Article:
Simon Wald is on a mission to ‘Defend Europe’.
The tall, fair-haired, multi-lingual, 30-year-old German makes an almost comical sight in the baking Sicilian sun as he takes photos of a docked ship whilst trying to avoid the suspicious stares of its crew.
“The first step on this mission is to achieve a complete documentation and observation of the doings of those NGOs,” he tells me.
“Those NGOs” are charities such as SOS Méditerranée and Save the Children operating search and rescue ships off the coast of Libya, whose mission is to save the lives of migrants crossing the Mediterranean.
Aboard the subject of Wald’s camera, an NGO vessel named Aquarius about to set out to sea, three people peer in our direction - one holds up a walkie talkie.
“I think they’re calling the port police - we should go,” he says.
Wald is an affable and passionate young man who spends a lot of time talking about history and politics - albeit rather selectively.
He is part of the Génération Identitaire (Identity Generation or GI) movement that views the ongoing and vast movement of migrants a threat to the identity of native Europeans, a view which has been described as nothing more than “thinly-veiled racism” and has even drawn the ire of top-level European politicians.
Approaching midday the heat is unrelenting. We find some shade and sit on the concrete of the pier and talk for nearly an hour.
Wald talks - he speaks quickly in English with a sharp German accent, quicker than most native speakers, and he’s fond of an analogy.
Describing his fears that the European Union is promoting a mixing of cultures which will lead to “monoculture”, he compares the EU to the mixing of beer, apple juice, water, cherry juice and Prosecco - individually they’re pleasant “but you would never mix them all together in a big glass and drink it because it would taste bad”.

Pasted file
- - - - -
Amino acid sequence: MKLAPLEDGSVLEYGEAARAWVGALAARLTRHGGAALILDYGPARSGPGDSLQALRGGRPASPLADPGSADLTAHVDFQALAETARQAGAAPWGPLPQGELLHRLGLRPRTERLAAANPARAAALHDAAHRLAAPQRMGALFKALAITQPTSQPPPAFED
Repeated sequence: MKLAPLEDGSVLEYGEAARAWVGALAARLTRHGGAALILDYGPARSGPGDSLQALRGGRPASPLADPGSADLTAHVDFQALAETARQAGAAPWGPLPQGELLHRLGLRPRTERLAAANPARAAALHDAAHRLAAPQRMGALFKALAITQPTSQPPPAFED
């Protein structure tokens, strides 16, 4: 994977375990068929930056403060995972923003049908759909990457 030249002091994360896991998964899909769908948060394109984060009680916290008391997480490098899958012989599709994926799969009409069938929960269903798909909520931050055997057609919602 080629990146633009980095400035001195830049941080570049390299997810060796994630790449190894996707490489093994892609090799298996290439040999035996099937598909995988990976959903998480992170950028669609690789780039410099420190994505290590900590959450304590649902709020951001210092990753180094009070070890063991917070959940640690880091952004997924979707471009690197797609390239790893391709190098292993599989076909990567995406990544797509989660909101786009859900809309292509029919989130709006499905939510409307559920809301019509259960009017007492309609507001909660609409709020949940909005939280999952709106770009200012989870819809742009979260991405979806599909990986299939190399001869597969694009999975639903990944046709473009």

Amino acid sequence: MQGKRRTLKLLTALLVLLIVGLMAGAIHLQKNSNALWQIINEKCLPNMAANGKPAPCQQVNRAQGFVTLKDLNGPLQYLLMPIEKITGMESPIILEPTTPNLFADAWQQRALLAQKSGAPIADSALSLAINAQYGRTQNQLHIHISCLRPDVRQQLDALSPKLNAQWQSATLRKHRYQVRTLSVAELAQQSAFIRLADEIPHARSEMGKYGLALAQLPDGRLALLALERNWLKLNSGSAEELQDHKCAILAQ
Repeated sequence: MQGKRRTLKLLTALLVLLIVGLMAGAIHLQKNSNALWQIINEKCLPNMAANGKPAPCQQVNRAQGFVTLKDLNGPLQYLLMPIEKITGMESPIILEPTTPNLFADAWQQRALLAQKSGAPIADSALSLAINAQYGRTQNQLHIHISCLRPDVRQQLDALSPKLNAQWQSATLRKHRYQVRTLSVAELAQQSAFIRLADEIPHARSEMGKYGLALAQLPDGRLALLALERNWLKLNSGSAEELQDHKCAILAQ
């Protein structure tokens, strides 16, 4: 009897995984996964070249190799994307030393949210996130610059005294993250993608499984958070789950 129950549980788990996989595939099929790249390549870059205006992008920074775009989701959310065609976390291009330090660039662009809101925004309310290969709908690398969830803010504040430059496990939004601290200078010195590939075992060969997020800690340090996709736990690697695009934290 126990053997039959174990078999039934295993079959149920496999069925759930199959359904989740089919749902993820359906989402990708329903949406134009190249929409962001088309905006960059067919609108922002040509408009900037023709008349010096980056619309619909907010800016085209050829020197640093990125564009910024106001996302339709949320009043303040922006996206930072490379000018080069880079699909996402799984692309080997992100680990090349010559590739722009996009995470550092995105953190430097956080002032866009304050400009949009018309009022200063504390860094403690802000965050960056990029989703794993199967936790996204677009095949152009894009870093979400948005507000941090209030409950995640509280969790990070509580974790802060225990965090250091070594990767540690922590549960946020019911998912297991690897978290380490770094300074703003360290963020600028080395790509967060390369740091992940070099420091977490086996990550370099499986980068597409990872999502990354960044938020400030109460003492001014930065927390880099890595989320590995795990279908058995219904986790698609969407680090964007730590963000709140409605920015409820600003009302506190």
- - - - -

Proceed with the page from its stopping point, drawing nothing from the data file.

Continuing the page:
He then does a similar thought experiment only this time using colours.
Wald goes on:“[The NGOs] believe that millions of migrants may come to Europe but the left-wing thinking in this case completely ignores that if you bring the whole of Africa to Europe, you will not save the African people but you will make Europe another African failed state.”
The ‘Identitarian’ Mission To Defend Europe
He and a small number of his fellow Identitarians, around 14, have taken it upon themselves to put an end to the migrant crisis by chartering their own boat, the C-Star, hoping to find evidence of collusion between the NGOs and the people-smugglers.
The original plan for the C-Star was to sail to Catania via the Suez Canal in late July, pick up its contingent of five Identitarians and continue to the search and rescue area off the Libyan coast on the 20th under the banner of ‘Defend Europe’.
But political pressure and a series of setbacks - including, ironically, accusations of people-smuggling - meant the crew were forced to fly to Cyprus in order to avoid those opposing their mission.
The ship was detained in the port of Famagusta after at least 20 Sri Lankan nationals were found on board and the ship’s crew and owner, Sven Tomas Egerstrom, appeared in court charged with preparing and circulating false documents.
They were later released.
Anti-extremism group, Hope not Hate, has been particularly active in monitoring the group which it has labelled “a far-right outfit with an anti-Muslim, extreme agenda” working to “block humanitarian work and put the lives of refugees at risk”.
The Globalist Plot
Undaunted, the crew, including leader Martin Sellner, insist the mission has so far been a success.
Speaking to HuffPost UK from the C-Star as it docked briefly in Crete on Tuesday, the 28-year-old Austrian graphic designer said: “For us it’s already a big success to be on board the ship and heading to the search zone because so many people and powerful lobbies tried to prevent it at any cost.